UNIVERSITY OF SALFORD (MANCHESTER, UK)
2nd-3rd December 2021
Medievalism in East Asia – I: From Printed Story-Worlds to Digital Role-Playing Games
To view or download the Call for Papers in PDF, click here
Images of the European Middle Ages, refashioned through the lens of fantasy or not, are massively present in our contemporary imagination and can be seen everywhere around the World. Such an ubiquity has pushed Academia to finally give the field of Medievalism Studies the recognition it deserves, ensuring that the phenomenon of medievalism, from its early beginnings to its neo forms, manifestations and impacts, can be scrutinised with much attention. Surprisingly though, one cultural area remains either under-appreciated or marginal at best in research on medievalism, despite becoming one of the most remarkable providers of neo-medieval creations: that is, East Asia, and in particular, Japan.
In facts, altered representations of the European Middle Ages have long been present in Japan – on the front cover of the first issue of children’s magazine Akai Tori (1918), in the manga Nazo no kurōbā (1934) by Matsumoto Katsuji, or via the surprising fact that the Japanese translation of The Hobbit (1937) by J.R.R. Tolkien was one of the earliest (1965). Nowadays, neo-medieval images and narratives enjoy colossal success in Japan, and can be found across a great variety of genres, media and fields – manga, anime, games, light novels, movies, even radio drama and architecture; it has come to a point where their presence can hardly be missed in daily life, and where leading a “neo-medievalist life” through adventuring and socialising every day in neo-medieval MMORPGs has become normal.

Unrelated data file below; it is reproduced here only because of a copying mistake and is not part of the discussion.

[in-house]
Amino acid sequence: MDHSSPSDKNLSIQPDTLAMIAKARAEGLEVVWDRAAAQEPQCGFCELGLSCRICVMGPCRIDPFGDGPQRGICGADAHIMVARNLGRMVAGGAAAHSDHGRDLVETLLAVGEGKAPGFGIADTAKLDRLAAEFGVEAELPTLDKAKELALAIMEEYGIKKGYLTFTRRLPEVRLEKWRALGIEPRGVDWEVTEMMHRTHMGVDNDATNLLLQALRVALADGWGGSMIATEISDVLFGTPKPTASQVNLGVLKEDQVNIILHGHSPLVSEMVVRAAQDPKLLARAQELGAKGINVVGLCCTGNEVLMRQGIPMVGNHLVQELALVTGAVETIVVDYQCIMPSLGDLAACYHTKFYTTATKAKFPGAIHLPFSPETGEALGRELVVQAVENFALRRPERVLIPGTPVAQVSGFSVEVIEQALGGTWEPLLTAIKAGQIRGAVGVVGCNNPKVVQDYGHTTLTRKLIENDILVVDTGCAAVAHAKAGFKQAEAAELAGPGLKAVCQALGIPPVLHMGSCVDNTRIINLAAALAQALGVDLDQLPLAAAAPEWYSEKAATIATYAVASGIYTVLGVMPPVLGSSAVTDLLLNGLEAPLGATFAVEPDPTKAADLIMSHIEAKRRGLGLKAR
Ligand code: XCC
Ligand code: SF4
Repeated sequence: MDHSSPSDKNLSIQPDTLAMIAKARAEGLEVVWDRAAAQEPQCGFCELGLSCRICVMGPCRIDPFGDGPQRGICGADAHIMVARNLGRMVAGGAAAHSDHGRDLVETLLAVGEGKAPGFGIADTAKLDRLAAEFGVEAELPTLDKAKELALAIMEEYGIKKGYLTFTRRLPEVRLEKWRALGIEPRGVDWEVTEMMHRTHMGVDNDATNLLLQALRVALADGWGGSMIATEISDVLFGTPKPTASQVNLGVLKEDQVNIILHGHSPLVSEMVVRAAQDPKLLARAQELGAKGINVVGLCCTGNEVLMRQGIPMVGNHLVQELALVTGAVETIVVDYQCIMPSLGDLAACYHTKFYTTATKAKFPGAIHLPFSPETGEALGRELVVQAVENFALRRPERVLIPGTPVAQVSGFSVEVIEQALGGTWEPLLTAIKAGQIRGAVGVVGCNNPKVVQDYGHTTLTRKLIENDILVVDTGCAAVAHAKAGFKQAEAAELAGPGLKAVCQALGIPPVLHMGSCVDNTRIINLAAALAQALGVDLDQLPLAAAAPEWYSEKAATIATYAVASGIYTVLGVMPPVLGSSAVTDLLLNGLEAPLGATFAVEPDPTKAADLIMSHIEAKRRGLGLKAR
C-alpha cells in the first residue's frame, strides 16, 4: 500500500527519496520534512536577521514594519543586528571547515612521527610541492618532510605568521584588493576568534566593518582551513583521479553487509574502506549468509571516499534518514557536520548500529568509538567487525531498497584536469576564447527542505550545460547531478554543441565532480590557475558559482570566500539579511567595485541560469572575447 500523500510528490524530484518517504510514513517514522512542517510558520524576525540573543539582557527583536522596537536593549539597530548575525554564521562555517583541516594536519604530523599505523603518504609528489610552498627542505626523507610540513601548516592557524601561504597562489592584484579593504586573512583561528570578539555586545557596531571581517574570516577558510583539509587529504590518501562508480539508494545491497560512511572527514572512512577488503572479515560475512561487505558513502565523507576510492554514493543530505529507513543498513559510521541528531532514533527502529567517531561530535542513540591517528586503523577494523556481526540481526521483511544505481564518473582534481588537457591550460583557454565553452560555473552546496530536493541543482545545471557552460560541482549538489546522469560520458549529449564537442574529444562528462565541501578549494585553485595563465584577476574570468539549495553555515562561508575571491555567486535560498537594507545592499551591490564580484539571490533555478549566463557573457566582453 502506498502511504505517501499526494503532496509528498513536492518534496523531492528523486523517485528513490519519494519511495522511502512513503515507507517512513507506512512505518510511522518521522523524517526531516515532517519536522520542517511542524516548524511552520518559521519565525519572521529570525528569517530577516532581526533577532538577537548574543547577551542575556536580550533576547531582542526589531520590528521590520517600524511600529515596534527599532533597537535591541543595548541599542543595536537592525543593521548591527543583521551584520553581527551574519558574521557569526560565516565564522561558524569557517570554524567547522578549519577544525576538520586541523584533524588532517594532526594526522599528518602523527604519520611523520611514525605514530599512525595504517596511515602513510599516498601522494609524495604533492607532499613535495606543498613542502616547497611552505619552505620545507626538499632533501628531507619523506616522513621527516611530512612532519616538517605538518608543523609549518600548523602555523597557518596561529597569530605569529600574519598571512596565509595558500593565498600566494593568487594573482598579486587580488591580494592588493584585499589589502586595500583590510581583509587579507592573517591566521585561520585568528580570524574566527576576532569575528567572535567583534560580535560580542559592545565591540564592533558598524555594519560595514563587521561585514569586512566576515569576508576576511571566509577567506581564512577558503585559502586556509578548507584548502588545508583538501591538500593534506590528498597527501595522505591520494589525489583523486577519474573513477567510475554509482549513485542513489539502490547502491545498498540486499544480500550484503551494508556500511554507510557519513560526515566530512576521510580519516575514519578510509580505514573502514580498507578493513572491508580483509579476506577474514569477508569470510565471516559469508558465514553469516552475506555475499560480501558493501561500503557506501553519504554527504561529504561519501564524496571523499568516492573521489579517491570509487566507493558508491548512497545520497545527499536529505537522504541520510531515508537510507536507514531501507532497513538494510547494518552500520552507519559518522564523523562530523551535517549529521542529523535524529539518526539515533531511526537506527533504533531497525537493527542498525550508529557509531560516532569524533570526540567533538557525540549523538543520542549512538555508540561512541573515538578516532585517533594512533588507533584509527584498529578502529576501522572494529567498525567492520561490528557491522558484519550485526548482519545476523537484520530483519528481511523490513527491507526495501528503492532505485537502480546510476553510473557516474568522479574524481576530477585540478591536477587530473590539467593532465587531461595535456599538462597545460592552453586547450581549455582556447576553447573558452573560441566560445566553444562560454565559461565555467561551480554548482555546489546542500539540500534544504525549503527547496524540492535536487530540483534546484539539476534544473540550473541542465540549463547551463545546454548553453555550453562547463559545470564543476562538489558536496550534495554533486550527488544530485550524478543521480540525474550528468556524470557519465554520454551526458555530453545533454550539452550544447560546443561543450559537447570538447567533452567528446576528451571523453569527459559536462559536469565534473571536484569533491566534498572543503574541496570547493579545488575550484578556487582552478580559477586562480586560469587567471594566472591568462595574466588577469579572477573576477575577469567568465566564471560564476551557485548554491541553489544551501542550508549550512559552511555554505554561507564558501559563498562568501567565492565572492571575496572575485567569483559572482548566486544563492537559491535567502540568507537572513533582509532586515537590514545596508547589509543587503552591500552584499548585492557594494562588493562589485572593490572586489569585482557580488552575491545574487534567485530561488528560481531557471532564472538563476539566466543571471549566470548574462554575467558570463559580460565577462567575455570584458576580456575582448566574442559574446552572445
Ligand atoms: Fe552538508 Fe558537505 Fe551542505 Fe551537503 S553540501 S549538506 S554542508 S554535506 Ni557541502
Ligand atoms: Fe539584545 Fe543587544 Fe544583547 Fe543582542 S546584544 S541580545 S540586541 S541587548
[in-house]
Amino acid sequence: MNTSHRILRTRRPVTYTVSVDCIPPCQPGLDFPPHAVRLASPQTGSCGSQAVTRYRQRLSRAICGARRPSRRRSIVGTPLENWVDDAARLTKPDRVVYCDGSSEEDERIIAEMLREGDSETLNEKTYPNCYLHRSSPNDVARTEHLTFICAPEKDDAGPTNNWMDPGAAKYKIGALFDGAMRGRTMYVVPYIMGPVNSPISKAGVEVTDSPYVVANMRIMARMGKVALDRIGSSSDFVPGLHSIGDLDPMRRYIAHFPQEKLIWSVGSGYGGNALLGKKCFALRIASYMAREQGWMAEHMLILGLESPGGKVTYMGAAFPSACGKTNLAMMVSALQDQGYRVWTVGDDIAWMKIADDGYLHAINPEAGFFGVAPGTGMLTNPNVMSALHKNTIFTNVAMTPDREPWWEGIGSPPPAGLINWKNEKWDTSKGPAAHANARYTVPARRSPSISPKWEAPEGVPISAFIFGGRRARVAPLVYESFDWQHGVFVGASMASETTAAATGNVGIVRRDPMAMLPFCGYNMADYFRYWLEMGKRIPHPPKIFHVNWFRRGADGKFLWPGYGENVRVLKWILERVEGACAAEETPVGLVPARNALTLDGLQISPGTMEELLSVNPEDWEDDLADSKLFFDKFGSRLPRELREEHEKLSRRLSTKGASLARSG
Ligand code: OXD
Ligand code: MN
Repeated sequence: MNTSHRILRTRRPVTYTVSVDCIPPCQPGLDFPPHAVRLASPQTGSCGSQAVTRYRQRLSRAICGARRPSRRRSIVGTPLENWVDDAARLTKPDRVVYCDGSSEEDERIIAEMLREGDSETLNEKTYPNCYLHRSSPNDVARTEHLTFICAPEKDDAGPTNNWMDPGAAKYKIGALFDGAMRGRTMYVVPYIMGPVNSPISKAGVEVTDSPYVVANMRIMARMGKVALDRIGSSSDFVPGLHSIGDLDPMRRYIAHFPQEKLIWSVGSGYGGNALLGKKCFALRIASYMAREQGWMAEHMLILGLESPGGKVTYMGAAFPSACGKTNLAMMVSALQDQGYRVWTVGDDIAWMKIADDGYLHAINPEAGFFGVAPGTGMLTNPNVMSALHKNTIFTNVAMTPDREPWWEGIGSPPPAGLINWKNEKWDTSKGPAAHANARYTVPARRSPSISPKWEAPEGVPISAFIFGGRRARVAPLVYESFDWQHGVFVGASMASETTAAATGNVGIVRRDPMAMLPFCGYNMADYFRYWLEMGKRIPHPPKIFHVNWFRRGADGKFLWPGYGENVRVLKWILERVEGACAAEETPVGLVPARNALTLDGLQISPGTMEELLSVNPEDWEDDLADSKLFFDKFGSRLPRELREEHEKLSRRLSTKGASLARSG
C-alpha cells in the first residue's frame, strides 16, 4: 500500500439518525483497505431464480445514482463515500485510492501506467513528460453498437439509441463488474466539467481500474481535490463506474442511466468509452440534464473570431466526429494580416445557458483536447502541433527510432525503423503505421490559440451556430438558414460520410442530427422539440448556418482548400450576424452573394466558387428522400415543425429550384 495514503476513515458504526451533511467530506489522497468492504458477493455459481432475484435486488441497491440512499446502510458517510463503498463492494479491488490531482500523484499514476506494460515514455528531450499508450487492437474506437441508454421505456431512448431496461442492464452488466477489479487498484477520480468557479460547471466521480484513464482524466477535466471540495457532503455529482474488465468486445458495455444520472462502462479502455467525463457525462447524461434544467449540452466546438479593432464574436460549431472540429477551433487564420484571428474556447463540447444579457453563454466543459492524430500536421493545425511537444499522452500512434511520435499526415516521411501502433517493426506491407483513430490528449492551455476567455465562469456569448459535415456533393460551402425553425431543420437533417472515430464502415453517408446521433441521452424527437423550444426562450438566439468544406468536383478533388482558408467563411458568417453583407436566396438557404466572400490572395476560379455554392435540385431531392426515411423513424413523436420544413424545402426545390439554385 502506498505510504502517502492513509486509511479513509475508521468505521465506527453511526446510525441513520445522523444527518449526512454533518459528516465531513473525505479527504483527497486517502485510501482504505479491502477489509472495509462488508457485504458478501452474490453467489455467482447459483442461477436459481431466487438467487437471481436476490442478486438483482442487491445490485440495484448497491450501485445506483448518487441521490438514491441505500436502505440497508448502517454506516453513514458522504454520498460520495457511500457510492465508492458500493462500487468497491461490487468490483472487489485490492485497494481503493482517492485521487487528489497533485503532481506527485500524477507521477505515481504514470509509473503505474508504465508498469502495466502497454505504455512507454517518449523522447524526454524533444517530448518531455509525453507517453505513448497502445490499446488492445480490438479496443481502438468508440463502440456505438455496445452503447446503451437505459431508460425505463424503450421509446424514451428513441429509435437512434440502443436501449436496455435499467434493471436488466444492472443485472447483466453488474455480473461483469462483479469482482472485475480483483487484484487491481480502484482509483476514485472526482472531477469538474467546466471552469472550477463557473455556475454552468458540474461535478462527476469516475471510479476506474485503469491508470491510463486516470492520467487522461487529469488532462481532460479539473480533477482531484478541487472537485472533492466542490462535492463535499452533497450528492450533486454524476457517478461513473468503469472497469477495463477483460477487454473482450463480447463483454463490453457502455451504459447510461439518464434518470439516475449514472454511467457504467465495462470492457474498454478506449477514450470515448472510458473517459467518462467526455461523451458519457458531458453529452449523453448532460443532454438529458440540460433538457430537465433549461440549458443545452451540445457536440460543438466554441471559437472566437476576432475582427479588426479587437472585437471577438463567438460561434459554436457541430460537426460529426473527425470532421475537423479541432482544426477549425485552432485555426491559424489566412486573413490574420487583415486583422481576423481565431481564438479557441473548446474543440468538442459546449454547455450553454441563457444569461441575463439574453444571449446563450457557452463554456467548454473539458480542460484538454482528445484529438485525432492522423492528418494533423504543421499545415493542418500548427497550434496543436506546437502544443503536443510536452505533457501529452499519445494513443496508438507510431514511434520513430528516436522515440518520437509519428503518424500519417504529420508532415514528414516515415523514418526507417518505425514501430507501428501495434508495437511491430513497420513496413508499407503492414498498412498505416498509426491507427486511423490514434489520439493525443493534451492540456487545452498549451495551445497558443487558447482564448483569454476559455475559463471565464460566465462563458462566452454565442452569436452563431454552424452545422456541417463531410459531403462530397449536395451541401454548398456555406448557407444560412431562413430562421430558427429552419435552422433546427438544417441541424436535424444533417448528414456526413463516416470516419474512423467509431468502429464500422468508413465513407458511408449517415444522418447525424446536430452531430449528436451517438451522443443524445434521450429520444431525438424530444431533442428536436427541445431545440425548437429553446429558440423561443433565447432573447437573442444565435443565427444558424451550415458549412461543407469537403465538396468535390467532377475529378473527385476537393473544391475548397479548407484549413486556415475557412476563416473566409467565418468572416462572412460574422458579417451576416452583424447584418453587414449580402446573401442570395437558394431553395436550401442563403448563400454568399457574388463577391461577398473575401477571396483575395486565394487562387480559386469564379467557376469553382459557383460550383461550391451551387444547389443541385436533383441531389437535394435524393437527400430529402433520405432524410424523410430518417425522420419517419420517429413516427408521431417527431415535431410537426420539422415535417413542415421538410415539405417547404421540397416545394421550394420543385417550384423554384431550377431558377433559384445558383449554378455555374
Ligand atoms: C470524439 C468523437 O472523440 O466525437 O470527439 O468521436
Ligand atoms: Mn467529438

And through the successful reception of Japanese popular culture overseas, neo-medieval images “made in Japan” have been seeping into foreign contemporary imaginations, from Europe to the USA and East Asia, to such an extent that they have heavily altered the flow of circulation of Medievalism as a whole: today, Japan has become one of its main driving forces. This process is gaining even more momentum if we consider the massive success of the neo-medieval MMORPG Final Fantasy XIV, which in 2020 reached the most impressive number of 20 million users world-wide. With the rise of such a global community, Japan’s neo-medievalism confirms its change of status: it is not just a cultural entity capable of crossing borders anymore; it now transcends them, creating a new sense of belonging and shared images way beyond local differences.
Meanwhile in East Asia, China and South Korea have been narrowing the gap with Japan, establishing themselves as strong receptors and providers of medievalism. One has only to look so far as their numerous trendy neo-medieval manhua, manhwa, and (web)novels (i.e. Overgeared by Park Saenai, or Only I level up by Chugong), or the success of both local and foreign games pertaining to medievalism there, from League of Legends and World of Warcraft,to the recent Genshin Impact.
But, how, and when did altered Japanese representations of the European Middle Ages emerge, and come to be ubiquitous? What are the European medieval texts and images that have been, or are being transferred in East Asia? How deep is the influence of modern fantasy authors (e.g. J.R.R. Tolkien, Ursula Le Guin, Robert E. Howard)? What of the role-playing game Dungeon & Dragons? How do Japanese Middle Ages images and folklore co-exist with the European Middle Ages in neo-medieval story-worlds? What are the characteristics, the internal movements of Japanese Medievalism? How do other East Asian Medievalisms differ? What part has Japan’s mangaesque and digital culture played in the rise and success of its neomedievalism, locally and globally?
Never before in the history of Medievalism, has a culture outside of the European and US-American spheres been able to challenge in such a way the essentialist presumption that the European Middle Ages is “theirs”. In what ways Japanese Medievalism, and East Asian Medievalisms in general, are shaping contemporary Europeans’ reception of the European Middle Ages, their relationship to its heritage, and to the notion of “Middle Ages” itself?